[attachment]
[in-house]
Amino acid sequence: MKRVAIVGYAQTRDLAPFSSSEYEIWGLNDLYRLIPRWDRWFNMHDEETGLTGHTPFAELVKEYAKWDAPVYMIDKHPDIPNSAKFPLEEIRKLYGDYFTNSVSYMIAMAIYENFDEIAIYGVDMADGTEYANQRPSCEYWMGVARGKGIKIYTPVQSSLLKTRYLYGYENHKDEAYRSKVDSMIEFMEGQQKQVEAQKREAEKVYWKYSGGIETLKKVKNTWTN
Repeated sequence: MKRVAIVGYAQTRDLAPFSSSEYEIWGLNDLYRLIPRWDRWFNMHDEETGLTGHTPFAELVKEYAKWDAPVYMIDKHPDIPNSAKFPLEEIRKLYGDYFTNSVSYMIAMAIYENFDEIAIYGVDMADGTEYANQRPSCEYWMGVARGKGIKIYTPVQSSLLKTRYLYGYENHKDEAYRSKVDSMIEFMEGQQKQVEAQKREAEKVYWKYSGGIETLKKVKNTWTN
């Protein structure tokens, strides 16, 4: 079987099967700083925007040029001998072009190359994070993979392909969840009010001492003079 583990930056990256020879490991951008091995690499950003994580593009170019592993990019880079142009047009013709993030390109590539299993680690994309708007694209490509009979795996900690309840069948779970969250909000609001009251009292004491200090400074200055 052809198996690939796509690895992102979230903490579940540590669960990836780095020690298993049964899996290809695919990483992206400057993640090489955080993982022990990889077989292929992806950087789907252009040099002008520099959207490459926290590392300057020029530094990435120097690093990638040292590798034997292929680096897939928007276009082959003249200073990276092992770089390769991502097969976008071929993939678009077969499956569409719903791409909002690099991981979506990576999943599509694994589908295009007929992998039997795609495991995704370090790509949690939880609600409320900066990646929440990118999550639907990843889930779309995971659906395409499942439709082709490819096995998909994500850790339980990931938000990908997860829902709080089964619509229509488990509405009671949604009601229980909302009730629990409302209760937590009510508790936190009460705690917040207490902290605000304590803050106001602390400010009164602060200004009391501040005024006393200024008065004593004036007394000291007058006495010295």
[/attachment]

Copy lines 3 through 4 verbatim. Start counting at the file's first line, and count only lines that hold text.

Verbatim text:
Repeated sequence: MKRVAIVGYAQTRDLAPFSSSEYEIWGLNDLYRLIPRWDRWFNMHDEETGLTGHTPFAELVKEYAKWDAPVYMIDKHPDIPNSAKFPLEEIRKLYGDYFTNSVSYMIAMAIYENFDEIAIYGVDMADGTEYANQRPSCEYWMGVARGKGIKIYTPVQSSLLKTRYLYGYENHKDEAYRSKVDSMIEFMEGQQKQVEAQKREAEKVYWKYSGGIETLKKVKNTWTN
């Protein structure tokens, strides 16, 4: 079987099967700083925007040029001998072009190359994070993979392909969840009010001492003079 583990930056990256020879490991951008091995690499950003994580593009170019592993990019880079142009047009013709993030390109590539299993680690994309708007694209490509009979795996900690309840069948779970969250909000609001009251009292004491200090400074200055 052809198996690939796509690895992102979230903490579940540590669960990836780095020690298993049964899996290809695919990483992206400057993640090489955080993982022990990889077989292929992806950087789907252009040099002008520099959207490459926290590392300057020029530094990435120097690093990638040292590798034997292929680096897939928007276009082959003249200073990276092992770089390769991502097969976008071929993939678009077969499956569409719903791409909002690099991981979506990576999943599509694994589908295009007929992998039997795609495991995704370090790509949690939880609600409320900066990646929440990118999550639907990843889930779309995971659906395409499942439709082709490819096995998909994500850790339980990931938000990908997860829902709080089964619509229509488990509405009671949604009601229980909302009730629990409302209760937590009510508790936190009460705690917040207490902290605000304590803050106001602390400010009164602060200004009391501040005024006393200024008065004593004036007394000291007058006495010295």